It’s not every day you get the opportunity to be up close, dine and chat with a multi-award-winning photographer from National Geographic. The thing about famous photographers is that, as always, it’s their pictures that do the talking. You might have seen their awesome spell-binding pictures but you don’t really know the artist behind it, unless you do your research. 

So when I won a recent contest organized by Canon EOS World Singapore (in conjunction with National Geographic 125th Anniversary Photo Exhibition @ Vivo City), with the prize being an exclusive dinner-dialogue with intrepid climber, visual storyteller and photographer Cory Richards, I was over the moon. As an avid hobby photographer myself, it is really a once-a-lifetime event!

Cory Richards – Adventurer, Climber, Photographer

Our Dialogue with Cory Richards….

As I sat at the dinner table with Cory and fellow photographers from EOS World, we started bombarding him with curious questions.

Question: Cory, how did you get to join National Geographic?

Cory: It was through a friend’s recommendation. After many submissions, the National Geographic editor called me with the ‘bad’ news. “We are sorry, Cory. I am afraid you have to catch a flight here. We are featuring your work in the next edition.” The rest was history.

It took me 13 years just to get a foot into National Geographic. Yes. 13 years.

[I was speechless here. Can you imagine the persistence and determination? That explains the consistently high standard that is a hallmark of National Geographic. The effort and hard work in gathering those absolutely amazing pictures are certainly of epic proportions.] 

Question: How do you get to be so good at your work?

Cory: I make lots of mistakes. Lots of it. I still do.

[ I totally respect this cool guy for his sincerity and humbleness. Despite all his accomplishments, he’s still firmly rooted in terra firma. This I feel is one of the ingredients that distinguish successful people. They have walked with “kings and queens”, yet never lose the “common touch”- Rudyard Kiplin. ]

Question: Cory, what’s the biggest mistake you made?

Cory: I shot a whole series of pics in JPEG!

Question: Cory, for landscape photography, what 3 tips you can give us to improve?

Cory: You have to know the location well. The local weather, the season, background knowledge… Take for instance if you want to shoot a dramatic thunderstorm with lightning among storm clouds in the Colorado dessert. If you go in winter, you are just going to get clean blue skies.                 

Check out the place you want to shoot in advance. Get a feel of the lighting, the angles, have an intimate feel of the place, then return another day. In short, you need to do your homework and groundwork.

The use of filters can greatly enhance the pictures – graduated filters, ND, or Lees filters. But do not overdo it.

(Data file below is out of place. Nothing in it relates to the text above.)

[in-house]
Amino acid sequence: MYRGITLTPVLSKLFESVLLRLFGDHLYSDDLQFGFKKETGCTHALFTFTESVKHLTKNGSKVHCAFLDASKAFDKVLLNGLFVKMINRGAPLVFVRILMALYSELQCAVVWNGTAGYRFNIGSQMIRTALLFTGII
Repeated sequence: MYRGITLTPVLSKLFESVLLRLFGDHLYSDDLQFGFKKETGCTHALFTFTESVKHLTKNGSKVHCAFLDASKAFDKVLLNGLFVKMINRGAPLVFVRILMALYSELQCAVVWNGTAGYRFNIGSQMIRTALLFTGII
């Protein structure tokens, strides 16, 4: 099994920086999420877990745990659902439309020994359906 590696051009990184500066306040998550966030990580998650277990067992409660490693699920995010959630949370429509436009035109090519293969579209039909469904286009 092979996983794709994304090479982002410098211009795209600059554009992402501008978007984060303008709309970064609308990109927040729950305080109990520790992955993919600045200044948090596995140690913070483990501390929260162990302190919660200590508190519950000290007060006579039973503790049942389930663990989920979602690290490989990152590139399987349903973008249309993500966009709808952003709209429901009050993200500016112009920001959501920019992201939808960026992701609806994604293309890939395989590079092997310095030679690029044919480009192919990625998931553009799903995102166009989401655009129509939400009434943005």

Question: Cory, what cameras do you used for your shoots?

Cory: I use the Canon EOS 1-DX, the EOS 5D Mark III and sometimes the compact Canon Powershot G1X. Despite it being a compact camera, the picture quality it gives is stunning.

Question: Do you have kids yet?

Cory: Not yet. My job takes me out of the country 9 months in a year.

Question: Cory, I saw many of your amazing portraits of indigenous tribal people. How do you communicate with them ? 

Cory: I do have translators sometimes to help out. But more importantly, it’s laughter. A smile goes a long way. It warms up your subjects, however exotic the location may be. You have to get your subjects comfortable with you first.

Question: How’s your experience with National Geographic? What does it takes to be at the top?

Cory: It has been an awesome experience, being with National Geographic. But you have to know your stuff well. National Geographic is not in the business of publishing excuses, such as “Oh, we should have did but…or we should have done that, however,…”. 

Question: Cory, where’s your next assignment taking you to?

Cory: Borneo. I will be covering the birdnest caves in the Gomantong Caves!

[Gorgeous! I can’t wait see more epic pictures from him. The caves with its rickety rattan ladders and ropes up the 100m+ rocky walls are definitely not for the faint hearted. Bird-nest harvesters literally put their own life on the rope.]


Our Dinner with Cory Richards….

The man and his tool- Cory’s camera – well travelled and well used. Just look at the worn out parts. I took this shot as I shared with him, “This is your trademark, Cory!”

An icon among us – chatting, sharing and joking. To me, it was really a surreal moment. Priceless, I would say.


Cory listening intently and answering his fans’ questions. We were sorry that his dinner got cold and his beer less fizzy… but we were short on time. He was in town only for 2.5 days and after dinner, catching the 1am flight to Denver. Talk about jet-setting lifestyle.

Checking out his memento given by one of the members from Canon EOS World Singapore

Cory checking out his “new camera”….looks like the latest model!

Sharing tips and insights with his fans at his showcase. The showcase is held in conjunction with National Geographic’s 125th Photo Exhibition at Vivocity, East Court, Ground Floor.

Pixels is nothing without passion…and Cory exudes passion. Loads of it.

One of Cory’s works from the exhibit. Can you feel the eyes following you? I shot it at an oblique angle to convey the unique property of this shot.

Another of Cory’s work. There’s this X-factor feel that marked his work. And that’s the beauty of it…

The exhibition that was held at East Court, Vivocity

Yours truly, with Cory. Thanks for the memories. I can’t thank you enough…Please come back to Singapore sometime soon. We have two mountains for you to climb – Mount Faber and Bukit Timah Hill!



Jensen Chua is also a regular contributor of – a leading lifestyle web portal in Singapore. Check out his blogpost here: